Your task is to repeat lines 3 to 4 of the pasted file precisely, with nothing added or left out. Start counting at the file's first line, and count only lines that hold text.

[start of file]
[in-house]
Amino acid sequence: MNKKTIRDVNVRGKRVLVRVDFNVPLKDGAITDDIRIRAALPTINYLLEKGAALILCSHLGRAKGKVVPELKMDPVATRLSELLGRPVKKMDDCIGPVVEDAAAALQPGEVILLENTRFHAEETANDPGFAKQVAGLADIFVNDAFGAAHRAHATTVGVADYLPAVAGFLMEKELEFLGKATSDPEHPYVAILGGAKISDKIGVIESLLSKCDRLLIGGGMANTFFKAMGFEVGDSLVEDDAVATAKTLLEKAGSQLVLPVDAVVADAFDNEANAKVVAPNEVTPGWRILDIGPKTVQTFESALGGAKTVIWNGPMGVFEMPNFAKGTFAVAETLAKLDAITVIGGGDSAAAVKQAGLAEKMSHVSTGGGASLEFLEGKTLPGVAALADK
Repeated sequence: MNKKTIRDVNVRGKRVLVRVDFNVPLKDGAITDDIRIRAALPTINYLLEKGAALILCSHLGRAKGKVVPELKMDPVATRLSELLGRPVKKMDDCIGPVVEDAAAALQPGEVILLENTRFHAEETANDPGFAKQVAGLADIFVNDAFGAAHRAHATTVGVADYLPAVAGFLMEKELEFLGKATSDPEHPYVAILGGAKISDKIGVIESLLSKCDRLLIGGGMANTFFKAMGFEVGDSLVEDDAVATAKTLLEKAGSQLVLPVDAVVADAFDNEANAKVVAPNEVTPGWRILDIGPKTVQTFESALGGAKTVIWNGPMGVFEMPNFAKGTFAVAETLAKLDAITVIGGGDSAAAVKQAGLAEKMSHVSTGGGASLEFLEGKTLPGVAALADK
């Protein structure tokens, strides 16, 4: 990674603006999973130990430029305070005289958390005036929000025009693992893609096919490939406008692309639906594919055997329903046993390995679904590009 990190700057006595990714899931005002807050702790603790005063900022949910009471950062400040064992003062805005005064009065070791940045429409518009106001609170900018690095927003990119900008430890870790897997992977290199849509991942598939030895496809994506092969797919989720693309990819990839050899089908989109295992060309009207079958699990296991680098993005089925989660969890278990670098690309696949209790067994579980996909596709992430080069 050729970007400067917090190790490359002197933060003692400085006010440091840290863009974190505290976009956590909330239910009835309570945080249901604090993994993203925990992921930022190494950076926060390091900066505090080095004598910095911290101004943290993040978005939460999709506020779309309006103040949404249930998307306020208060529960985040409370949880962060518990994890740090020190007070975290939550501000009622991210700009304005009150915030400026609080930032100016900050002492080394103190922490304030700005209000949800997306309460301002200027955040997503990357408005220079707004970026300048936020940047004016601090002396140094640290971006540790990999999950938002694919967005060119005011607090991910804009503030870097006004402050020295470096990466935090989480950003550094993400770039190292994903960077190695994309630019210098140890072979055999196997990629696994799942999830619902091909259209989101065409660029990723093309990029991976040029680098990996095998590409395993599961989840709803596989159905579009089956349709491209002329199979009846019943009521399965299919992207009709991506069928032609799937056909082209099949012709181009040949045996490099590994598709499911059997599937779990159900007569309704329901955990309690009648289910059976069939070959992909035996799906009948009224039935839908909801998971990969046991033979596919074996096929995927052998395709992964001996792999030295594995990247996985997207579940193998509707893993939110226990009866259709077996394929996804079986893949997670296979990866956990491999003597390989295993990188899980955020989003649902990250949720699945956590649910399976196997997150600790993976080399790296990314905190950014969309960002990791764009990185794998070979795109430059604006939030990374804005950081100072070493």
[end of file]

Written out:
Repeated sequence: MNKKTIRDVNVRGKRVLVRVDFNVPLKDGAITDDIRIRAALPTINYLLEKGAALILCSHLGRAKGKVVPELKMDPVATRLSELLGRPVKKMDDCIGPVVEDAAAALQPGEVILLENTRFHAEETANDPGFAKQVAGLADIFVNDAFGAAHRAHATTVGVADYLPAVAGFLMEKELEFLGKATSDPEHPYVAILGGAKISDKIGVIESLLSKCDRLLIGGGMANTFFKAMGFEVGDSLVEDDAVATAKTLLEKAGSQLVLPVDAVVADAFDNEANAKVVAPNEVTPGWRILDIGPKTVQTFESALGGAKTVIWNGPMGVFEMPNFAKGTFAVAETLAKLDAITVIGGGDSAAAVKQAGLAEKMSHVSTGGGASLEFLEGKTLPGVAALADK
């Protein structure tokens, strides 16, 4: 990674603006999973130990430029305070005289958390005036929000025009693992893609096919490939406008692309639906594919055997329903046993390995679904590009 990190700057006595990714899931005002807050702790603790005063900022949910009471950062400040064992003062805005005064009065070791940045429409518009106001609170900018690095927003990119900008430890870790897997992977290199849509991942598939030895496809994506092969797919989720693309990819990839050899089908989109295992060309009207079958699990296991680098993005089925989660969890278990670098690309696949209790067994579980996909596709992430080069 050729970007400067917090190790490359002197933060003692400085006010440091840290863009974190505290976009956590909330239910009835309570945080249901604090993994993203925990992921930022190494950076926060390091900066505090080095004598910095911290101004943290993040978005939460999709506020779309309006103040949404249930998307306020208060529960985040409370949880962060518990994890740090020190007070975290939550501000009622991210700009304005009150915030400026609080930032100016900050002492080394103190922490304030700005209000949800997306309460301002200027955040997503990357408005220079707004970026300048936020940047004016601090002396140094640290971006540790990999999950938002694919967005060119005011607090991910804009503030870097006004402050020295470096990466935090989480950003550094993400770039190292994903960077190695994309630019210098140890072979055999196997990629696994799942999830619902091909259209989101065409660029990723093309990029991976040029680098990996095998590409395993599961989840709803596989159905579009089956349709491209002329199979009846019943009521399965299919992207009709991506069928032609799937056909082209099949012709181009040949045996490099590994598709499911059997599937779990159900007569309704329901955990309690009648289910059976069939070959992909035996799906009948009224039935839908909801998971990969046991033979596919074996096929995927052998395709992964001996792999030295594995990247996985997207579940193998509707893993939110226990009866259709077996394929996804079986893949997670296979990866956990491999003597390989295993990188899980955020989003649902990250949720699945956590649910399976196997997150600790993976080399790296990314905190950014969309960002990791764009990185794998070979795109430059604006939030990374804005950081100072070493």